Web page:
Not far out of Fredricton, it started raining. The rain on the windshield allowed us to find out that Beatrice’s windshield-wiper motor in Beatrice has run out of steam after 40 years of service. It would only pull the wiper blades half-way across the windshield and there they would stop. Nothing would make them move further. So, I had to drive for two hours, in the rain, with no wipers. Then it got foggy. The situation was no so bad when no other cars were around, but when a vehicle was coming our way on the divided highway, the glare was awful and I could only stay on the road by using the solid white line to my right and the dotted line to my left as guides. At times, I had to have Not Larry’s eyes glued to the road as well to help guide me when visuals were extremely poor during head-on glare. There were no rest areas on the drive so we just powered through with a powerless wiper motor.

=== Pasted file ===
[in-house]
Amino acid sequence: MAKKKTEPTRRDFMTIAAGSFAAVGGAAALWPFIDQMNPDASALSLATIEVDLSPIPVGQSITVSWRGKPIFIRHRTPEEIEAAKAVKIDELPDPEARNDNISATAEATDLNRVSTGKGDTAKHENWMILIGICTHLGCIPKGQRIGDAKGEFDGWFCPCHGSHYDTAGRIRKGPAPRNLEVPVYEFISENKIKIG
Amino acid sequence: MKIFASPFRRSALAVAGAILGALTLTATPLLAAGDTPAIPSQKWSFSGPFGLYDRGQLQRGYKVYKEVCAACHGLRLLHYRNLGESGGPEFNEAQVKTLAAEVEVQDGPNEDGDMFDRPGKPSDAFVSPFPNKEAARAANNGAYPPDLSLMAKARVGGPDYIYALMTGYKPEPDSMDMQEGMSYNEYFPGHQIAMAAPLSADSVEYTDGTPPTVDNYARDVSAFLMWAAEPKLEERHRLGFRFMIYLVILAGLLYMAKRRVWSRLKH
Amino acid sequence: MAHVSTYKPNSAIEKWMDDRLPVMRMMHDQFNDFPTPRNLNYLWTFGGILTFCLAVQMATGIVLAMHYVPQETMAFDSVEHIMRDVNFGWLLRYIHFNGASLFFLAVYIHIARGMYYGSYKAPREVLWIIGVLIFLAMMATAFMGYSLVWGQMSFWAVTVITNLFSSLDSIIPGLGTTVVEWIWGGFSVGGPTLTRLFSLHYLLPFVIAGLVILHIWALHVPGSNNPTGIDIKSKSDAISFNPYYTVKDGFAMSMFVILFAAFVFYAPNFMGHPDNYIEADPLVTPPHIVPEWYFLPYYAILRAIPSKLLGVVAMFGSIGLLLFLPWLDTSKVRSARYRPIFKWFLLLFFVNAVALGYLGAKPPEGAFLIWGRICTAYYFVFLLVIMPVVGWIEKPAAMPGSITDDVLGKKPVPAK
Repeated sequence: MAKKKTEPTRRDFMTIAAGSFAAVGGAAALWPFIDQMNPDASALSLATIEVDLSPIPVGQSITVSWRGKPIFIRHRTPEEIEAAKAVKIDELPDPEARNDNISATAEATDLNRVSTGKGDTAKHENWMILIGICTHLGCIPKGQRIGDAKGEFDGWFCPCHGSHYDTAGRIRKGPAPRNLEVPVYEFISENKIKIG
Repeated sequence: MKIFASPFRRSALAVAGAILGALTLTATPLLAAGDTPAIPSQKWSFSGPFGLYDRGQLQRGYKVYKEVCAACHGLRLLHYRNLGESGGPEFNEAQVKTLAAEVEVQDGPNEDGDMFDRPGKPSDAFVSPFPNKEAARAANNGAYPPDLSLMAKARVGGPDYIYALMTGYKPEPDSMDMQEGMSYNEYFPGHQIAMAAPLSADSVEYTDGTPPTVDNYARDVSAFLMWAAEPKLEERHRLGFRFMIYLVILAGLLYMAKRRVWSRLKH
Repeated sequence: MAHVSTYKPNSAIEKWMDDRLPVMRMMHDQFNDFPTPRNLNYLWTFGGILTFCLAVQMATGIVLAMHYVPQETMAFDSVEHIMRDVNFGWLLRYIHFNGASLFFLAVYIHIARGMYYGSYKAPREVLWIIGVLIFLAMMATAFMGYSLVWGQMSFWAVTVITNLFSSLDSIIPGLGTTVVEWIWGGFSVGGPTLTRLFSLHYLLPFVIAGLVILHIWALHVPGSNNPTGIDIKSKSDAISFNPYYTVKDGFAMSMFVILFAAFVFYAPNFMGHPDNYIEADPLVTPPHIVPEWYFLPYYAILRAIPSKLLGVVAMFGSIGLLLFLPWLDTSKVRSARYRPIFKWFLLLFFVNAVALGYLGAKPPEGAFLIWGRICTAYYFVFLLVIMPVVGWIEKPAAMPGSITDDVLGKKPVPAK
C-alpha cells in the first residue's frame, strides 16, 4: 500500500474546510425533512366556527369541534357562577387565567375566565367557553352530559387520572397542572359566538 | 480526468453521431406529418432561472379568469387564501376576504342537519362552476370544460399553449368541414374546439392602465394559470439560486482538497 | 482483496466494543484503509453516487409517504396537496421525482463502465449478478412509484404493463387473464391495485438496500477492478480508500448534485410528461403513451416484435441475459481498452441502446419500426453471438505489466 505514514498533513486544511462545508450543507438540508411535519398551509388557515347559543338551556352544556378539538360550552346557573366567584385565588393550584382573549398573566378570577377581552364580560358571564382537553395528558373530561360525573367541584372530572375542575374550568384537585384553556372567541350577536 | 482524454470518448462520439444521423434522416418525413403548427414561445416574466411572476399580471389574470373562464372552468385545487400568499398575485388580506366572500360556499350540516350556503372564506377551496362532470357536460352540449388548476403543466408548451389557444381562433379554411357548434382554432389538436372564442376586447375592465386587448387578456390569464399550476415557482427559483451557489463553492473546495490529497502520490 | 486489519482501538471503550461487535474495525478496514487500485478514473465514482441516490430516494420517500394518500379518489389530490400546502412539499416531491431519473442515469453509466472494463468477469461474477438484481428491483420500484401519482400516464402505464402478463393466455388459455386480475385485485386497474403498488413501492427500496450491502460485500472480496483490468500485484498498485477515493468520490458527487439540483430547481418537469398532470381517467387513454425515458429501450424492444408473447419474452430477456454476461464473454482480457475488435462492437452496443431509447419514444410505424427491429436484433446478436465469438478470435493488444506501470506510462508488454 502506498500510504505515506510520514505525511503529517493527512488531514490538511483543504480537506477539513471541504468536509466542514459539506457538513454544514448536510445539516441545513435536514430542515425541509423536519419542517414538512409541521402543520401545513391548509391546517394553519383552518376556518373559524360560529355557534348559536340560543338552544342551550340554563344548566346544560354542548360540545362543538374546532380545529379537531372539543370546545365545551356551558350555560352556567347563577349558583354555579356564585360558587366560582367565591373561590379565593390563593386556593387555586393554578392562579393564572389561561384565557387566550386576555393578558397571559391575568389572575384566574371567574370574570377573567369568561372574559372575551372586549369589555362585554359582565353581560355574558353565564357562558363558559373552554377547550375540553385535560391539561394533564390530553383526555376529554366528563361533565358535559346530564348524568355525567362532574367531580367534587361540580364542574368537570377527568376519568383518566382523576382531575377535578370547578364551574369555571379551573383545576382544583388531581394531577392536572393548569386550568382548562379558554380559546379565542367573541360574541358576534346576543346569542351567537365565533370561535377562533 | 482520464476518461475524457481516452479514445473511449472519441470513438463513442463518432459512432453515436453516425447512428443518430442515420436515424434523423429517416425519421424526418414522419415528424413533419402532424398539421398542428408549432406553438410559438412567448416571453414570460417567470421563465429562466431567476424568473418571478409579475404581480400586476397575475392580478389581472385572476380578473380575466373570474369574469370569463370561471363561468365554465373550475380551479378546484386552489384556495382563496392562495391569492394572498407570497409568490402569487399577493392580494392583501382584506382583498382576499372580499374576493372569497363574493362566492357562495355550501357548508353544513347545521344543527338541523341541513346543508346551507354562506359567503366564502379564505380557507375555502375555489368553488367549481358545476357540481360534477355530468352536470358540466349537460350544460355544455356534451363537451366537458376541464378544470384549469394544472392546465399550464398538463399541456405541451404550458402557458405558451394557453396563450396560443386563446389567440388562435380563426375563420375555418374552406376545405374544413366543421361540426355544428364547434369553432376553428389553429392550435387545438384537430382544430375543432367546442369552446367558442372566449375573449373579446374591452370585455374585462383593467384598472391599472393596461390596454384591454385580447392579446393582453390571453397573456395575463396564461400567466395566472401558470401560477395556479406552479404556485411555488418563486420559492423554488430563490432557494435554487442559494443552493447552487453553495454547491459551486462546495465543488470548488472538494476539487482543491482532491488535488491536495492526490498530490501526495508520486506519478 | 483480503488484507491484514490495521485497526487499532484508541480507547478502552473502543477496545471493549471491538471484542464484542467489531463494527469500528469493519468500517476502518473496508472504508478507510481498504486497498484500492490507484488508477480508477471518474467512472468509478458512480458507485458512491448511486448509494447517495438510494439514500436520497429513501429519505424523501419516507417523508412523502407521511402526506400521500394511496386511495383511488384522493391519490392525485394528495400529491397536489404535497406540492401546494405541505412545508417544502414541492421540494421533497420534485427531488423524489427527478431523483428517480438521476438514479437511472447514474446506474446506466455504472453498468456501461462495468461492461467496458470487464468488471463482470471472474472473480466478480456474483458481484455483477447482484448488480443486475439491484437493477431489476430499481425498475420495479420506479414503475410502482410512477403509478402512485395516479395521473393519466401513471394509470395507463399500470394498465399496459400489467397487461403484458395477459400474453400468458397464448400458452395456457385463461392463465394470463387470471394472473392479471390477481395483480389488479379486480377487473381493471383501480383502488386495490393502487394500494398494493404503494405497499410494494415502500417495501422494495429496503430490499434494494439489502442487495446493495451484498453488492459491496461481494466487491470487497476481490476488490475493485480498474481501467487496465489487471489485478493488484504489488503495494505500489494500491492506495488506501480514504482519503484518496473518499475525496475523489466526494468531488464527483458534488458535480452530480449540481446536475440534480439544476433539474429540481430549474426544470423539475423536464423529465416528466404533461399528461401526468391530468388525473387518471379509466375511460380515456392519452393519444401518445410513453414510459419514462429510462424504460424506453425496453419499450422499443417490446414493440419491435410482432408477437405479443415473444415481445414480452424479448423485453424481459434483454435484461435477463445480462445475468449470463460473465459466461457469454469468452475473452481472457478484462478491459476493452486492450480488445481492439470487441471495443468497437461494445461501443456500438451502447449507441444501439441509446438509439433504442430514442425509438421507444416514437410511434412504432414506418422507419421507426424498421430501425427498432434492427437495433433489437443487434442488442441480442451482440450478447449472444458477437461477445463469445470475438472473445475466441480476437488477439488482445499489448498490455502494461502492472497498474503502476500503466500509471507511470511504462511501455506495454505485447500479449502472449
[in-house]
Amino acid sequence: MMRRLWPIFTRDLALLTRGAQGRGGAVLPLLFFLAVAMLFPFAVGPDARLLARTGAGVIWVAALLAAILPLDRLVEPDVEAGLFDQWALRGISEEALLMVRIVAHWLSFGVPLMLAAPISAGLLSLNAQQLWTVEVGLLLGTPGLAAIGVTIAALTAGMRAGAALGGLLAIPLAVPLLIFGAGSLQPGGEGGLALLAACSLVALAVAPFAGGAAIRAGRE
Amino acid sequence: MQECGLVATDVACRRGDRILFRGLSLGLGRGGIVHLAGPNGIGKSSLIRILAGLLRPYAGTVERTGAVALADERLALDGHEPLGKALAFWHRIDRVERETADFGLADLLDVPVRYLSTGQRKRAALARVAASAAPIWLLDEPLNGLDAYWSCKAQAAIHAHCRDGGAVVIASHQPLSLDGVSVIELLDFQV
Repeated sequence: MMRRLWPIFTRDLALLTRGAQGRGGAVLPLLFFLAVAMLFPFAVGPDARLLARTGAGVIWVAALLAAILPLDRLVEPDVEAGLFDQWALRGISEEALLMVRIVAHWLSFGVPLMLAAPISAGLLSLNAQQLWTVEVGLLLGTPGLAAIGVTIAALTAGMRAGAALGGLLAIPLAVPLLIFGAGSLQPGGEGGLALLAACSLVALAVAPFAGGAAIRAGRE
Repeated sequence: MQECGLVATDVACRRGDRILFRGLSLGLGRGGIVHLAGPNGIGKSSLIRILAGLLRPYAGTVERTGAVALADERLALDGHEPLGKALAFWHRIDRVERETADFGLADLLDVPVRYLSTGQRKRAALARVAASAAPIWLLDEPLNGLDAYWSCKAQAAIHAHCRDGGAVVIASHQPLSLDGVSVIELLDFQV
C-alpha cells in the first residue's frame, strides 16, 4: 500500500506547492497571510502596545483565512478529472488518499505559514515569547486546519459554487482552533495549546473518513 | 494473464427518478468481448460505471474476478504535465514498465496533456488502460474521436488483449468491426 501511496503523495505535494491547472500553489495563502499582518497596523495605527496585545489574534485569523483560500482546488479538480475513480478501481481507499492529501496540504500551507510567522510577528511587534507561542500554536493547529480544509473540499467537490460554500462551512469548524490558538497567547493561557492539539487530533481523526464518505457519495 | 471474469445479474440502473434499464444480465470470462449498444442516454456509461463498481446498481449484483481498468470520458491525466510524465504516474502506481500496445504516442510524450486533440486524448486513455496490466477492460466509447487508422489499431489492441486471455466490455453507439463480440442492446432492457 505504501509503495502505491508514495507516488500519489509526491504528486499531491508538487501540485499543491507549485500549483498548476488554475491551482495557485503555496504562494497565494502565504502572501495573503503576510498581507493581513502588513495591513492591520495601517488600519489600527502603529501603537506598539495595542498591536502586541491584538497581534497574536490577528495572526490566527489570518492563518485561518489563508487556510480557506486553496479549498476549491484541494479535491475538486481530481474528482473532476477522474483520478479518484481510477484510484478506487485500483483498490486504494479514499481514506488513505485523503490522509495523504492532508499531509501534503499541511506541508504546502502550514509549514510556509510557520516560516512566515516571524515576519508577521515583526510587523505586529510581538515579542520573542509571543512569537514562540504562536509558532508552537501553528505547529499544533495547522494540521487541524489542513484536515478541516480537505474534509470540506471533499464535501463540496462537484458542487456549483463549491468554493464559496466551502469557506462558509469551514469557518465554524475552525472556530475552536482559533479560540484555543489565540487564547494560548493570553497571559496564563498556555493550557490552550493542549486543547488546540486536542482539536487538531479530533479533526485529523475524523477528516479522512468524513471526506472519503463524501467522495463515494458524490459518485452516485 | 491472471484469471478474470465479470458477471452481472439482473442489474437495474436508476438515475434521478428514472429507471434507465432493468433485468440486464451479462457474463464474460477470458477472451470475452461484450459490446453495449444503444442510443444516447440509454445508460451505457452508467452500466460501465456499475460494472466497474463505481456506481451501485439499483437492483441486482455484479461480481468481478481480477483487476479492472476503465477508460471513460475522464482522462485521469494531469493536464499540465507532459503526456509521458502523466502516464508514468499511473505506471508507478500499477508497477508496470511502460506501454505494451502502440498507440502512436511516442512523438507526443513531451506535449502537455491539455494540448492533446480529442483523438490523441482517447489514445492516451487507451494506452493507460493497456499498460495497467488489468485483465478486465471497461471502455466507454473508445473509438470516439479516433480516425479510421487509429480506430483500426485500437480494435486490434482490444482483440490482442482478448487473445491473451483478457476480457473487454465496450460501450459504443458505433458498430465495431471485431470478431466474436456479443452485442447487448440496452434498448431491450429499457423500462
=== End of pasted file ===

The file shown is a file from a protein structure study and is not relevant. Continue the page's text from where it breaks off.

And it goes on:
After about two hours, we arrived in Sackville, NB, where Not Larry’s brother lives. We pulled in to spent time with his girlfriend, Tasia, who had pizza awaiting our arrival. She and Not Larry where chatting while I fell asleep on the couch. That drive completely exhausted me…
I woke up at 11:00. Not Larry was showered by 11:45. We wasted the morning, but we are freaking tired…
Tasia came home from work and took Not Larry and I out in Sackville a small town with an elite university where everybody knows everyone. We ran into people Tasia knew everywhere we walked. A festival called Sappyfest is taking place, so the town has plenty of vibrance.